Our ’97 red Ford F-250 with black axle dump trailer attached (filled with pavers) was stolen at 5:35 am (driving away caught on camera). We live in West Seattle, Belvidere area. We filed a police report.

If you see it, call 911.

CAR BREAK-IN #1: Via e-mail:

Our family member’s car was broken into (Tuesday) night (in the 6500 block of) 37th Ave SW sometime between 7:00-9:00 pm. There were 10 boxes of family heirlooms, books, etc taken as our Aunt is in the middle of moving. Anyone see any plastic containers dumped anywhere? Surprised and disappointed as this happened so early in the evening on a pretty busy street.

CAR BREAK-IN #2: From Molly:

I wanted to report to the West Seattle Blog that our car was broken into Saturday morning at 2:00 AM. The car was parked outside our house in the alley between 40th and 41st and Alaska and Oregon. The person wore a hood and was not deterred by our motion detector light or camera. The person went through our car and left it in shambles, and left the light on so the battery died.

CAR BREAK-IN ATTEMPT: This car prowler was caught on video a month ago by Jon in Upper Morgan:

He brought it up during last night’s quarterly Morgan Community Association meeting and shared the video with us afterward. Nothing taken – though several neighbors did note items stolen from their cars that same night – but he also notes that his car is a 1996 Subaru Legacy Outback and we’ve reported this week on several thefts involving cars like that.

GUN/DRUG SUSPECT CHARGED, OUT ON BAIL: Following up on last week’s report of two 25-year-olds arrested after a police sting operation to buy stolen wheels – the male suspect has been charged, and is out on bail; the female suspect is out of jail and has not been charged. The former is Benny P. Saeteurn, a Highland Park resident, who posted bond and was released yesterday after six days in jail. His bail was raised to $30,000 when he was charged with one count of first-degree unlawful firearm possession and one count of felony drug possession. Charging documents say Saeteurn told police he was there and armed because he was acting as protection for the woman during her meetup with what she thought was a buyer for stolen wheels she claimed to have received from a third party. Prosecutors say he should not have had a gun because he has a felony record, for burglary and attempted robbery.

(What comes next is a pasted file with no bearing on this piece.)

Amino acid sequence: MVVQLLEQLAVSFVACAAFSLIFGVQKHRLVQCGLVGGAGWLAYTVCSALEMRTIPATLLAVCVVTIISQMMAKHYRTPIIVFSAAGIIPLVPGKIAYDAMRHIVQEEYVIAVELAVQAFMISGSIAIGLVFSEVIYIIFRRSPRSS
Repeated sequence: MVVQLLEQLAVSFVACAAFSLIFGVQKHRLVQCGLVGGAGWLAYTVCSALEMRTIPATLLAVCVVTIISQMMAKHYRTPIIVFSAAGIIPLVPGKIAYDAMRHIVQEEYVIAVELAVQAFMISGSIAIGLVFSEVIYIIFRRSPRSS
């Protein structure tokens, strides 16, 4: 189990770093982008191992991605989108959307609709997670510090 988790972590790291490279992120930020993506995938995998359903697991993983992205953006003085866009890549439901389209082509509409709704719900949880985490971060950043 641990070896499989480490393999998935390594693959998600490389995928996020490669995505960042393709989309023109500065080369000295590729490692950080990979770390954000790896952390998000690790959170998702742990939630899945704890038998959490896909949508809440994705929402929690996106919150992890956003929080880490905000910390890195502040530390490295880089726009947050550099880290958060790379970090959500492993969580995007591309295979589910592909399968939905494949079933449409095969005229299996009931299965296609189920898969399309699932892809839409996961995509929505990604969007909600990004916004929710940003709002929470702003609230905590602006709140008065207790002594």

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UPDATE: About that police motorcade in West Seattle – Japan’s prime minister stops at Salty’s http://westseattleblog.com/2018/04/about-that-police-motorcade-in-west-seattle/ http://westseattleblog.com/2018/04/about-that-police-motorcade-in-west-seattle/#comments Thu, 19 Apr 2018 19:00:03 +0000 http://westseattleblog.com/?p=914363

12:00 PM: Thanks for the tips about the Seattle Police motorcade that headed westbound over the West Seattle Bridge a little while ago. They’re now at Salty’s on Alki (WSB sponsor) and we are told that they’re escorting Japan’s Prime Minister Shinzo Abe, who just yesterday was on the East Coast meeting with President Trump.

1:21 PM: Our photographer went back over to await the departure and to find out the reason for the visit.

(Gerry Kingen of Salty’s, right, with SPD Southwest Precinct commander Capt. Pierre Davis)

Salty’s proprietor Gerry Kingen told WSB that apparently the local embassy consulate was asked for dining recommendations and his establishment emerged!

1:51 PM: Prime Minister Abe has moved on.

(Update: Photos added.) His jet, by the way, is a 747 – here’s Twitter video posted after it landed.

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READER REPORT: Herbicide application at Alki http://westseattleblog.com/2018/04/reader-report-herbicide-application-at-alki/ http://westseattleblog.com/2018/04/reader-report-herbicide-application-at-alki/#comments Thu, 19 Apr 2018 18:40:46 +0000 http://westseattleblog.com/?p=914358

Judy thought you might want to know, if you are heading to Alki any time soon, that the sign above was up for a while this morning after Seattle Parks sprayed herbicides in the 2800 block: